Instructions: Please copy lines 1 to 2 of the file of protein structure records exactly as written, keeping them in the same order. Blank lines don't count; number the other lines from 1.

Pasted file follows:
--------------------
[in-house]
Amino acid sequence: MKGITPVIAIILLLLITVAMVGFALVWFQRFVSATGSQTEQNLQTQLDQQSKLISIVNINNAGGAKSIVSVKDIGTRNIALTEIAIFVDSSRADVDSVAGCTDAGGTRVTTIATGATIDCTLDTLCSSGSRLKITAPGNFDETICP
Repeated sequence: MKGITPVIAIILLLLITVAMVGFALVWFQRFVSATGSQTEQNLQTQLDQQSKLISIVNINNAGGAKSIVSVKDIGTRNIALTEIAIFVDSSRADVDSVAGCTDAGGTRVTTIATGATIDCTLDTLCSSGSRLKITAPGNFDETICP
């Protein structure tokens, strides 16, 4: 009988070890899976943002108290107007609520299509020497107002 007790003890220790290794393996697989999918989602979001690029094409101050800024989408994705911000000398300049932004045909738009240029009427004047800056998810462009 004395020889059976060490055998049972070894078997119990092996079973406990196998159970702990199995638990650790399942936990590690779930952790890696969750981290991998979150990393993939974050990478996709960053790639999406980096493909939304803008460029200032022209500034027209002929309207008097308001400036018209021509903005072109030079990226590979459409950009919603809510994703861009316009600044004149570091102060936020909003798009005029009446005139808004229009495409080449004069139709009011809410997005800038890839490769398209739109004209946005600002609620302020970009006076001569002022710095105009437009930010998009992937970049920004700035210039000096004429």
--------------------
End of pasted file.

[in-house]
Amino acid sequence: MKGITPVIAIILLLLITVAMVGFALVWFQRFVSATGSQTEQNLQTQLDQQSKLISIVNINNAGGAKSIVSVKDIGTRNIALTEIAIFVDSSRADVDSVAGCTDAGGTRVTTIATGATIDCTLDTLCSSGSRLKITAPGNFDETICP